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Lawtis Rhoden v. Stephen Mayberg


January 21, 2011


The opinion of the court was delivered by: Honorable B. Lynn Winmill Chief U. S. District Judge


The Court has before it a Report and Recommendation filed by the United States Magistrate Judge. (Dkt. 48.) The Magistrate Judge recommends that Defendants' Motion to Dismiss be granted based on qualified immunity. (Id. at 8.) Plaintiff has filed timely objections to the Report and Recommendation (Dkt. 53), and the Court now reviews Plaintiff's objections in accordance with 28 U.S.C. §636(b)(1)(C).


Plaintiff, a civil detainee detained by the State of California under the Sexually Violent Predators (SVP) Act*fn1 and a patient at the Coalinga State Hospital, complains that Defendants violated his constitutional rights by failing to provide him with greater access to a smoke-free outdoor exercise area. Plaintiff's only choices for exercise during the week were an indoor gymnasium or an outdoor "smoker's courtyard." During the weekends, policy provided that patients should have access to a track and softball field, except during those times of the year when the temperature was over 90 degrees. Despite the policy, Plaintiff alleges that, in fact, he was given access to the track and softball fields only once every fifteen weekends (not every weekend) over a span of two and a half years. He believes he should have been given access to the track and softball field during the week, regardless of the temperature.

Plaintiff also disagrees with the policy that the track and softball field are closed to patients when the temperature reaches 90 degrees, which occurs for about 70 days between May through September. Plaintiff also believes that there should be a restroom facility available outdoors.

Plaintiff first requested week-day access to the track and softball field on October 8, 2007. His request was denied. He made a second request on May 5, 2008, with a response that his request was under consideration. Plaintiff alleges that staff used that same response frequently, without making any changes.

In the summer of June 2008, Coalinga State Hospital was issued a fine for failing to comply with state law ETS standards, and the OSHA report particularly cited "appreciable ETS smoke" existing in the outdoor courtyards. On June 25, 2008, patients were given notice that Coalinga Hospital would be designated a smoke-free facility on August 1, 2008. During the course of this action, Plaintiff conceded that he had no facts to support his claims for injunctive and declaratory relief, given that the entire facility was smoke-free after August 1,2008.


The Magistrate Judge determined that Defendants were entitled to qualified immunity from damages. Plaintiff argues that the Report contains incorrect factual findings. Plaintiff states that the Magistrate Judge did not consider that Plaintiff actually was permitted to use the track and softball field only eight times between April 2006 and August 1, 2008 (once every fifteen weekends), and that this lack of access was not due to inclement weather, unusual circumstances, or disciplinary needs. (Plaintiff's Objections, Dkt. No. 53 at 5.) The Court has considered these additional allegations in reaching its conclusion, except the Court must also consider Plaintiff's statements in the Amended Complaint that outdoor exercise is not permitted when the temperatures reach 90 degrees, generally from April through September. High temperatures can constitute "inclement" (severe) weather. Questioning the Report's analysis, Plaintiff correctly points out that a prison's later remedying of a constitutional violation bears on only an inmate's request for injunctive or declaratory relief, but does not bear on his request for damages during the past time period when the constitutional violation existed. In McKinnon v. Taladega County, Alabama, 745 F.2d 1360, 1362 (11th Cir. 1984), the Court explained:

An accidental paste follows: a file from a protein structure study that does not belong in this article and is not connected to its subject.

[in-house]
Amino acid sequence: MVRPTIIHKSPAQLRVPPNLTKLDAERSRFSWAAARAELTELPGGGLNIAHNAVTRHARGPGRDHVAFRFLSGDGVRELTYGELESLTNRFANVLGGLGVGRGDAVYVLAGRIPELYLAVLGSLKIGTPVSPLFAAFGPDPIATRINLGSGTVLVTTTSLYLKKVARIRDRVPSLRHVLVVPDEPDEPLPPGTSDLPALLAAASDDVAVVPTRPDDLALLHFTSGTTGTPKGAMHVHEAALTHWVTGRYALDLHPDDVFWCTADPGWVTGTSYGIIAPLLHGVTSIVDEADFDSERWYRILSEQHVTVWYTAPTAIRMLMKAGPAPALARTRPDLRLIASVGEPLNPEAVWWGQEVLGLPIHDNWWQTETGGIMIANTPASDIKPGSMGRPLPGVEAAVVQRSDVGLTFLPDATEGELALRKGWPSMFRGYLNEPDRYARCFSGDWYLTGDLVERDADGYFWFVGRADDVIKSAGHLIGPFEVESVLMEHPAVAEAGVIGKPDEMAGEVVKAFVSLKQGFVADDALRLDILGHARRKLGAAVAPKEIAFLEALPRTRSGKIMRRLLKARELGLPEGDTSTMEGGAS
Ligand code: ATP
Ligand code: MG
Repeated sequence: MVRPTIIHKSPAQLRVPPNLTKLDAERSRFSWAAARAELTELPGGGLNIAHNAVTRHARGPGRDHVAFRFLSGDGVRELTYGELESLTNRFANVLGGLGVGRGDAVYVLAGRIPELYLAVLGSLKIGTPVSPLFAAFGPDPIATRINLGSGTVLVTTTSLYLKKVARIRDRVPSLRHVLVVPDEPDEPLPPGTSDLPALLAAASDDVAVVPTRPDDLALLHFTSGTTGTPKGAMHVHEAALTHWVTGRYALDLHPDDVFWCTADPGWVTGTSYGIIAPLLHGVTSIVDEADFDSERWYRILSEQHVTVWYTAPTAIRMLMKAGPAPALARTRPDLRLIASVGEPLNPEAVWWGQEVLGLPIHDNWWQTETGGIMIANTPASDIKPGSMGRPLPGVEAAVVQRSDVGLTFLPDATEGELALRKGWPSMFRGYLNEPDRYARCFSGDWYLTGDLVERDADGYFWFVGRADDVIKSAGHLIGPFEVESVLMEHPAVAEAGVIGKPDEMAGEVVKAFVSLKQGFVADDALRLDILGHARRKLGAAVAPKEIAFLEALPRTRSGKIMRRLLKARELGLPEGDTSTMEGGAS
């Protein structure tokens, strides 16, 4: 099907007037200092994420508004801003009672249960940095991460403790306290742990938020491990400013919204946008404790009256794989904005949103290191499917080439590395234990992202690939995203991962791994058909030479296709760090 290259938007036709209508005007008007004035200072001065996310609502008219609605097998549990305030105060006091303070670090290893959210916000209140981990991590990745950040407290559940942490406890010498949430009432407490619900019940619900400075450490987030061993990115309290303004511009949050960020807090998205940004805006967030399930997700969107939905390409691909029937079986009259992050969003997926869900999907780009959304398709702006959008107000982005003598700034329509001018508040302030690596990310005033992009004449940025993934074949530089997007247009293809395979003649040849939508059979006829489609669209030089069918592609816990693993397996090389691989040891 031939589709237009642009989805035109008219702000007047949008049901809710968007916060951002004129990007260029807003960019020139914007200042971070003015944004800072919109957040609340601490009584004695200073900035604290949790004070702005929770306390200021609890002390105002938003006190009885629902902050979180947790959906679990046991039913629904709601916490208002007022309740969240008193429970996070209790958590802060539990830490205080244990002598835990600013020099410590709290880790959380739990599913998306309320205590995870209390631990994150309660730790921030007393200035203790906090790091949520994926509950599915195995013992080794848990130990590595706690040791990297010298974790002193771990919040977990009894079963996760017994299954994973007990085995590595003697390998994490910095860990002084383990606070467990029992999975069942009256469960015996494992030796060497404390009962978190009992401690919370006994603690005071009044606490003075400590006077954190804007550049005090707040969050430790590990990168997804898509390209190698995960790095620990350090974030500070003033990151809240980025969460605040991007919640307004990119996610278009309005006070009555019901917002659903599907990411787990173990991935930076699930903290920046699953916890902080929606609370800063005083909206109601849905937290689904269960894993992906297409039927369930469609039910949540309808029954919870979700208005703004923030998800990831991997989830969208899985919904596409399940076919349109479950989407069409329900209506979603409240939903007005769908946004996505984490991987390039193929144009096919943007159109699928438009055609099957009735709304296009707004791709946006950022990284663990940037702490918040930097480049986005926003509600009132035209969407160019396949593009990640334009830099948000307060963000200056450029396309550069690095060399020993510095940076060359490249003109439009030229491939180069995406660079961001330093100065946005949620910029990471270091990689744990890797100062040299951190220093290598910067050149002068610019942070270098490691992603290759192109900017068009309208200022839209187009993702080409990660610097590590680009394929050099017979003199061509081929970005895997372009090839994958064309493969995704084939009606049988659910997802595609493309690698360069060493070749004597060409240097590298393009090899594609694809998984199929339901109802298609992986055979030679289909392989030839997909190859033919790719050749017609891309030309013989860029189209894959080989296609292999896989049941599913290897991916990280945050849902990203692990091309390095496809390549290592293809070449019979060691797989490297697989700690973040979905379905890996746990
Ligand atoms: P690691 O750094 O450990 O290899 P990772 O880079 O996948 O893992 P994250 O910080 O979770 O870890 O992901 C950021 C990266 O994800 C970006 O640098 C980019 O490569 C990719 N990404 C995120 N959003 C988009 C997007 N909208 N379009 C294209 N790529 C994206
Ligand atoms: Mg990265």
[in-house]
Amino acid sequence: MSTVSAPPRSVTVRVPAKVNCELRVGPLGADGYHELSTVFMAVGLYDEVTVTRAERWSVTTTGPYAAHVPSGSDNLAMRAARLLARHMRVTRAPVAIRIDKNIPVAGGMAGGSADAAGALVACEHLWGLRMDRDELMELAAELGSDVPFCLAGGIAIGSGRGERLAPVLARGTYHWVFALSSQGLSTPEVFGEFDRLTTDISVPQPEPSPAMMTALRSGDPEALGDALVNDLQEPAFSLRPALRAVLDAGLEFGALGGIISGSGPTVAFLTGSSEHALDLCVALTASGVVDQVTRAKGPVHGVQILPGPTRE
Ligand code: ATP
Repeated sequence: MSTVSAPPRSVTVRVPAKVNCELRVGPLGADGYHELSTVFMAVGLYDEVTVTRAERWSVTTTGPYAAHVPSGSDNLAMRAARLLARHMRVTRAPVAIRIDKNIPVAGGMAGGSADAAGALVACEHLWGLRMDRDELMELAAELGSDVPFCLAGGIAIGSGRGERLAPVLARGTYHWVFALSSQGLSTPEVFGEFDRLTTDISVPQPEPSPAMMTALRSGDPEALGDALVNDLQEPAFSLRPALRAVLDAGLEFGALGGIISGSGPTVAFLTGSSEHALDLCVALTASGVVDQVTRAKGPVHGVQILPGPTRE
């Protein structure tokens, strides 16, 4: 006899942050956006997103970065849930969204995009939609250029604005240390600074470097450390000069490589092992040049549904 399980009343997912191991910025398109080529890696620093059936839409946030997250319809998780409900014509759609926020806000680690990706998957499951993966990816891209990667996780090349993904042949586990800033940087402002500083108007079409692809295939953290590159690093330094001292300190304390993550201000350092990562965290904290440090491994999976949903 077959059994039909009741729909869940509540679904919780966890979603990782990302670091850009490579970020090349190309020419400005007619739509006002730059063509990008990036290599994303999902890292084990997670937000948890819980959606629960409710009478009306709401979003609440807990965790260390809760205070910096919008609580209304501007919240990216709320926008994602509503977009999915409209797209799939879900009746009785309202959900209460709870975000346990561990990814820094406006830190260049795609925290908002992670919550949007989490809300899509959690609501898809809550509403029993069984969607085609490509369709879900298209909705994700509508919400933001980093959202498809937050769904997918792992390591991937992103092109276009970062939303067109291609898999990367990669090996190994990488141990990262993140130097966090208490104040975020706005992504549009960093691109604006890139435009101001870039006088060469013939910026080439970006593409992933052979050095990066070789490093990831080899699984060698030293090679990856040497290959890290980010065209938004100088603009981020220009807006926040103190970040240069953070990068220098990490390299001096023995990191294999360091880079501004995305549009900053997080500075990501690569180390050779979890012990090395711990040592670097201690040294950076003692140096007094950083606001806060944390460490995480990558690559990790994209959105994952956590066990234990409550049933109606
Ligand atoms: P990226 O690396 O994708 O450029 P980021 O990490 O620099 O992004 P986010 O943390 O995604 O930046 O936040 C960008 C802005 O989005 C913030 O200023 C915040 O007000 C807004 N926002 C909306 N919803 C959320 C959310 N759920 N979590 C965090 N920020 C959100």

A claim for damages does not expire upon the termination of the wrongful conduct. Unlike declaratory and injunctive relief, which are prospective remedies, awards for monetary damages compensate the claimant for alleged past wrongs.

Id. at 1362 (internal citation omitted). Therefore, this Court does not consider that fact in the qualified immunity analysis.

Plaintiff next argues that the Report applies the Eighth Amendment, rather than the Fourteenth Amendment, to the facts at issue. The substantive rights of civilly committed persons derive from the Due Process Clause of the Fourteenth Amendment and not the Cruel and Unusual Punishment Clause of the Eighth Amendment. Hydrick v. Hunter, 500F.3d 978, 994 (9th Cir. 2007) (vacated on other grounds by Hunter v. Hydrick, -- U.S. --, 129 S. Ct. 2431, (2009) (mem.)). However, because civil detainees may not be punished, Eighth Amendment cases "set a floor" for considering the claims of civil detainees. Id. at 989.

Additionally, the United States Court of Appeals for the Ninth Circuit has determined that the Fourteenth Amendment is a "more protective" standard than the Eighth Amendment, Jones v. Blanas, 393 F.3d 918, 931 (9th Cir. 2004), and the United States Supreme Court has directed that "[p]ersons who have been involuntarily committed are entitled to more considerate treatment and conditions of confinement than criminals whose conditions of confinement are designed to punish." Youngberg v. Romeo, 457 U.S. 307, 321-22 (1982). The Ninth Circuit has held that the standards applicable to all civilly committed persons should apply to SVPs, as well. Hydrick, 500 F.3d at 989.